University News

College of Arts and Sciences announces new master's degrees in communication, global environmental studies

Additions bring to six the number of new advanced degree programs launched in just over a year.


Simulated Everest climb teaches leadership, team dynamics

Companies such as FedEx, The Hartford, and Union Pacific offer some of their leaders the opportunity to climb Mt. Everest. But the trek does not require specialized gear: It's a virtual exercise co-created by Professor of Management Michael Roberto.


The drought and what it means for food prices

This summer, the United States experienced one of the worst droughts in decades. Teresa McCarthy, associate professor of marketing, discusses what the drought will mean for food prices.


Changes in short-sale rules drive sales

Professor of Finance Peter Nigro, who follows mortgage giants Fannie Mae and Freddie Mac, tells the Providence Business News that the new guidelines regarding short-sales appear to be geared toward mollify those in the government who are advocating for principal reduction.


About that iPhone 5 bounce

The newest version of the iPhone will generate some economic juice, but there's more to the picture, Associate Professor of Economics Edinaldo Tebaldi tells


Specialized MBAs now available in global supply chain management, global finance, international business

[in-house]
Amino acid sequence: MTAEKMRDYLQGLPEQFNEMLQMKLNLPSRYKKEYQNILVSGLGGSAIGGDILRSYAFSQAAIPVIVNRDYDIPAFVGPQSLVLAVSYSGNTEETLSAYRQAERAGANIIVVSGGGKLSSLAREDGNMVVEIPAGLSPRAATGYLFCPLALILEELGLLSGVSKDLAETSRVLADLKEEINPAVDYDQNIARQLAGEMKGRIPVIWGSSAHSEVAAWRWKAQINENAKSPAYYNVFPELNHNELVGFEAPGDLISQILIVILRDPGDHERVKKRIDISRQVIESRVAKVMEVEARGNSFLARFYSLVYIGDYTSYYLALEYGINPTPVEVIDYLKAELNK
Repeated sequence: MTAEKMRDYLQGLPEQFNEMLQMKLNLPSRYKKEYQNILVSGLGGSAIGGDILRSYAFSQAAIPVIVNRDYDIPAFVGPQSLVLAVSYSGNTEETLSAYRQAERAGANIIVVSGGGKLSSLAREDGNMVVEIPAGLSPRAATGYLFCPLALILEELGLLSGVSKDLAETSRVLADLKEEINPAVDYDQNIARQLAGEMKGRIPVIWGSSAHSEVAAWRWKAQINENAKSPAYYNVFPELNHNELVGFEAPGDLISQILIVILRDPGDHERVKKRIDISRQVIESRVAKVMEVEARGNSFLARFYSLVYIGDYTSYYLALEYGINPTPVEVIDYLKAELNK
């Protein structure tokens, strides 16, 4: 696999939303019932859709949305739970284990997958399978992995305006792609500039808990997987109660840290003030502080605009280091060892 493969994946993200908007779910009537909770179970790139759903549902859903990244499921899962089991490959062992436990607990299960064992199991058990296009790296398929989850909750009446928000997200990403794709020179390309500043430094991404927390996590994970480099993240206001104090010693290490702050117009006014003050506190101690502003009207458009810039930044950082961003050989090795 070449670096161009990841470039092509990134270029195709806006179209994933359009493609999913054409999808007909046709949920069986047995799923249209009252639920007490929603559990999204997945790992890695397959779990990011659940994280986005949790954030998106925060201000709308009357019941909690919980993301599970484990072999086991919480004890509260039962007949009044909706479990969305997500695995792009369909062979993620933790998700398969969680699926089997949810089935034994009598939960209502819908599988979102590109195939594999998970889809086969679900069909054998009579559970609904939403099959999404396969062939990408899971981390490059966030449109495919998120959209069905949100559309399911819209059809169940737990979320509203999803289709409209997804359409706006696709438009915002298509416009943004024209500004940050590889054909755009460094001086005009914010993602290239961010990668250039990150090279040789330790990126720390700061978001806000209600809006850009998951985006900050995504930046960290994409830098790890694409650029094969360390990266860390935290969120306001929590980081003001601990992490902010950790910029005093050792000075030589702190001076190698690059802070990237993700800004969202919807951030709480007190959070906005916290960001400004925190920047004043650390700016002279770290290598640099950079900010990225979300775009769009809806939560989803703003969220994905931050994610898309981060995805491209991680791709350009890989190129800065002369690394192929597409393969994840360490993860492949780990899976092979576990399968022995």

MBA students also will gain international experience through Global Immersion Experience.


Bryant rises to 15th Best Regional University (North) in U.S. News rankings

The University is up one spot, from No. 16. This is the eighth consecutive year Bryant has ranked among the top 20 schools in its category.


Leadership lessons from favorite teachers in the movies

What can iconic teachers from "The Karate Kid," "Fast Times at Ridgemont High" and other movies teach about leadership? TheStreet posed the question to a number of business leaders, including Prof. Michael A. Roberto.


What's at the root of cheating?

Research shows that frequently reinforcing academic and ethical standards, to both students and teachers, can lessen cheating. But, as Laurie Hazard tells the New York Times, many schools fail to do so.


Pride in big ways

This article in The Rainbow Times points to an improved campus climate for LGBTQ students despite the spring 2012 theft of an LGBT photo exhibition. "With a campus Pride Center, various groups and activities for students, alumni, faculty and staff, and newly implemented gender-neutral housing, this small campus has shown that they will not let one incident define their school," the article reports.


Acclaimed Silk Road Ensemble performs Oct. 9

The concert by virtuoso musicians from India, Japan, Israel, Spain, Iran, the United States and China begins at 7:30 p.m. Tickets now available.


University receives STARS bronze rating for sustainability efforts

Within the past several years, sustainability momentum has grown exponentially across campus in a number of ways, including the addition of courses and research on sustainability issues, peer-to-peer outreach, initiatives to reduce cross-campus energy consumption, and various waste management programs.